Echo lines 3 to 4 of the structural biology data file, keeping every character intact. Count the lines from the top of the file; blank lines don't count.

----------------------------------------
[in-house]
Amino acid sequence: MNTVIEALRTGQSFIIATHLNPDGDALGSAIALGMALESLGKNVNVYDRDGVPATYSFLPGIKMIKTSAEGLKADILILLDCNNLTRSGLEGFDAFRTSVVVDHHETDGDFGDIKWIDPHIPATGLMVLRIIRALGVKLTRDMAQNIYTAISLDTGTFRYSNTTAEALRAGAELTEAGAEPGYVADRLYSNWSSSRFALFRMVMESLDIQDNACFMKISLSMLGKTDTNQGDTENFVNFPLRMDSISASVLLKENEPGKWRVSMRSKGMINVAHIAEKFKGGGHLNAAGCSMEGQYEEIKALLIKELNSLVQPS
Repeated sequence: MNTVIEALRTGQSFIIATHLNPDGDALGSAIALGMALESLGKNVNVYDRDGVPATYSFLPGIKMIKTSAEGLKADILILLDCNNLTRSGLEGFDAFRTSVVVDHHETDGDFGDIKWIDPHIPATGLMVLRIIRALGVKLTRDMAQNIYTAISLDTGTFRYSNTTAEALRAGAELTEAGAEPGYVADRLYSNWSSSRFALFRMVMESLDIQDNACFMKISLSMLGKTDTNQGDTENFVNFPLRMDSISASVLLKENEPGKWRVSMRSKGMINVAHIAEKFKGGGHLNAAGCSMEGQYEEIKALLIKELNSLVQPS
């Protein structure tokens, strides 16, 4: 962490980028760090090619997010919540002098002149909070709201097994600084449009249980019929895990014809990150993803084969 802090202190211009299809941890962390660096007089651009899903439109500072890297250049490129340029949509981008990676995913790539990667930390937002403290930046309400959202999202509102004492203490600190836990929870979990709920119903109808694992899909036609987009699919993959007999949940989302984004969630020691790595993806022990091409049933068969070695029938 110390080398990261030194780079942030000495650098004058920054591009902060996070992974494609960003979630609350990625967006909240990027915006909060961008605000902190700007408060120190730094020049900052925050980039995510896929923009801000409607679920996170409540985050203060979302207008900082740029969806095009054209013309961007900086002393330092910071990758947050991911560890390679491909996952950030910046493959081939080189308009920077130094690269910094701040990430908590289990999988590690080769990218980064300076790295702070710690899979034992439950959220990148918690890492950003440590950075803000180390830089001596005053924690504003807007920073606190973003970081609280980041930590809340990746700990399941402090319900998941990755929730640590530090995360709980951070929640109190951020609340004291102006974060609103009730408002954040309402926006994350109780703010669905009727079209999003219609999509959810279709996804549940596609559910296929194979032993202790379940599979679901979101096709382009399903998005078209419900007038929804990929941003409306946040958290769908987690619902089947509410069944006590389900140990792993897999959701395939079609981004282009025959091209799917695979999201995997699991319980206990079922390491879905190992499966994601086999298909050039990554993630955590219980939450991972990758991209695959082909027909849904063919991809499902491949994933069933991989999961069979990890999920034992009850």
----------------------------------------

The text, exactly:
Repeated sequence: MNTVIEALRTGQSFIIATHLNPDGDALGSAIALGMALESLGKNVNVYDRDGVPATYSFLPGIKMIKTSAEGLKADILILLDCNNLTRSGLEGFDAFRTSVVVDHHETDGDFGDIKWIDPHIPATGLMVLRIIRALGVKLTRDMAQNIYTAISLDTGTFRYSNTTAEALRAGAELTEAGAEPGYVADRLYSNWSSSRFALFRMVMESLDIQDNACFMKISLSMLGKTDTNQGDTENFVNFPLRMDSISASVLLKENEPGKWRVSMRSKGMINVAHIAEKFKGGGHLNAAGCSMEGQYEEIKALLIKELNSLVQPS
């Protein structure tokens, strides 16, 4: 962490980028760090090619997010919540002098002149909070709201097994600084449009249980019929895990014809990150993803084969 802090202190211009299809941890962390660096007089651009899903439109500072890297250049490129340029949509981008990676995913790539990667930390937002403290930046309400959202999202509102004492203490600190836990929870979990709920119903109808694992899909036609987009699919993959007999949940989302984004969630020691790595993806022990091409049933068969070695029938 110390080398990261030194780079942030000495650098004058920054591009902060996070992974494609960003979630609350990625967006909240990027915006909060961008605000902190700007408060120190730094020049900052925050980039995510896929923009801000409607679920996170409540985050203060979302207008900082740029969806095009054209013309961007900086002393330092910071990758947050991911560890390679491909996952950030910046493959081939080189308009920077130094690269910094701040990430908590289990999988590690080769990218980064300076790295702070710690899979034992439950959220990148918690890492950003440590950075803000180390830089001596005053924690504003807007920073606190973003970081609280980041930590809340990746700990399941402090319900998941990755929730640590530090995360709980951070929640109190951020609340004291102006974060609103009730408002954040309402926006994350109780703010669905009727079209999003219609999509959810279709996804549940596609559910296929194979032993202790379940599979679901979101096709382009399903998005078209419900007038929804990929941003409306946040958290769908987690619902089947509410069944006590389900140990792993897999959701395939079609981004282009025959091209799917695979999201995997699991319980206990079922390491879905190992499966994601086999298909050039990554993630955590219980939450991972990758991209695959082909027909849904063919991809499902491949994933069933991989999961069979990890999920034992009850």